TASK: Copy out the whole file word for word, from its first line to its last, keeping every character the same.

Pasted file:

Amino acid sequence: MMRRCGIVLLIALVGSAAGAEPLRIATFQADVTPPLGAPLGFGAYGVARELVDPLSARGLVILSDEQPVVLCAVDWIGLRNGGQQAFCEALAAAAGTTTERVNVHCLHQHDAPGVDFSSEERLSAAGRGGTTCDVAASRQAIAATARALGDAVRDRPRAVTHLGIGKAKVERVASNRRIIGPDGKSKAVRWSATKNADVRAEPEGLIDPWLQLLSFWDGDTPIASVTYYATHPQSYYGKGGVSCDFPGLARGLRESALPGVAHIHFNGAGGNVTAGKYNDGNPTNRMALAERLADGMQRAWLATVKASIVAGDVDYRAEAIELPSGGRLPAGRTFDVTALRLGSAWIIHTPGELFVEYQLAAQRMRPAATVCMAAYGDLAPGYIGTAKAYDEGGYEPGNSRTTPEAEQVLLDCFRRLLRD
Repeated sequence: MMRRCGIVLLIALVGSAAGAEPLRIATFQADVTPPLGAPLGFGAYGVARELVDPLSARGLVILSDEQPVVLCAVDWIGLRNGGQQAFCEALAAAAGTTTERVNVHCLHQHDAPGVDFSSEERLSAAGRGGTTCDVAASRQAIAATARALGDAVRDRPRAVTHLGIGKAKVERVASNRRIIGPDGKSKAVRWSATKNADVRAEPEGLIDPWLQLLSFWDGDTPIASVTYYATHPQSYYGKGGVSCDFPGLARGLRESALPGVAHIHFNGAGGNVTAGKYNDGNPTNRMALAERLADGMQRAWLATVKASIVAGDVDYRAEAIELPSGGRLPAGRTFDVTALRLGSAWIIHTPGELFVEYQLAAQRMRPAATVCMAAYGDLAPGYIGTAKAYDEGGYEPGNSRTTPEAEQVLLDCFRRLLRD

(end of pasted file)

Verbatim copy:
Amino acid sequence: MMRRCGIVLLIALVGSAAGAEPLRIATFQADVTPPLGAPLGFGAYGVARELVDPLSARGLVILSDEQPVVLCAVDWIGLRNGGQQAFCEALAAAAGTTTERVNVHCLHQHDAPGVDFSSEERLSAAGRGGTTCDVAASRQAIAATARALGDAVRDRPRAVTHLGIGKAKVERVASNRRIIGPDGKSKAVRWSATKNADVRAEPEGLIDPWLQLLSFWDGDTPIASVTYYATHPQSYYGKGGVSCDFPGLARGLRESALPGVAHIHFNGAGGNVTAGKYNDGNPTNRMALAERLADGMQRAWLATVKASIVAGDVDYRAEAIELPSGGRLPAGRTFDVTALRLGSAWIIHTPGELFVEYQLAAQRMRPAATVCMAAYGDLAPGYIGTAKAYDEGGYEPGNSRTTPEAEQVLLDCFRRLLRD
Repeated sequence: MMRRCGIVLLIALVGSAAGAEPLRIATFQADVTPPLGAPLGFGAYGVARELVDPLSARGLVILSDEQPVVLCAVDWIGLRNGGQQAFCEALAAAAGTTTERVNVHCLHQHDAPGVDFSSEERLSAAGRGGTTCDVAASRQAIAATARALGDAVRDRPRAVTHLGIGKAKVERVASNRRIIGPDGKSKAVRWSATKNADVRAEPEGLIDPWLQLLSFWDGDTPIASVTYYATHPQSYYGKGGVSCDFPGLARGLRESALPGVAHIHFNGAGGNVTAGKYNDGNPTNRMALAERLADGMQRAWLATVKASIVAGDVDYRAEAIELPSGGRLPAGRTFDVTALRLGSAWIIHTPGELFVEYQLAAQRMRPAATVCMAAYGDLAPGYIGTAKAYDEGGYEPGNSRTTPEAEQVLLDCFRRLLRD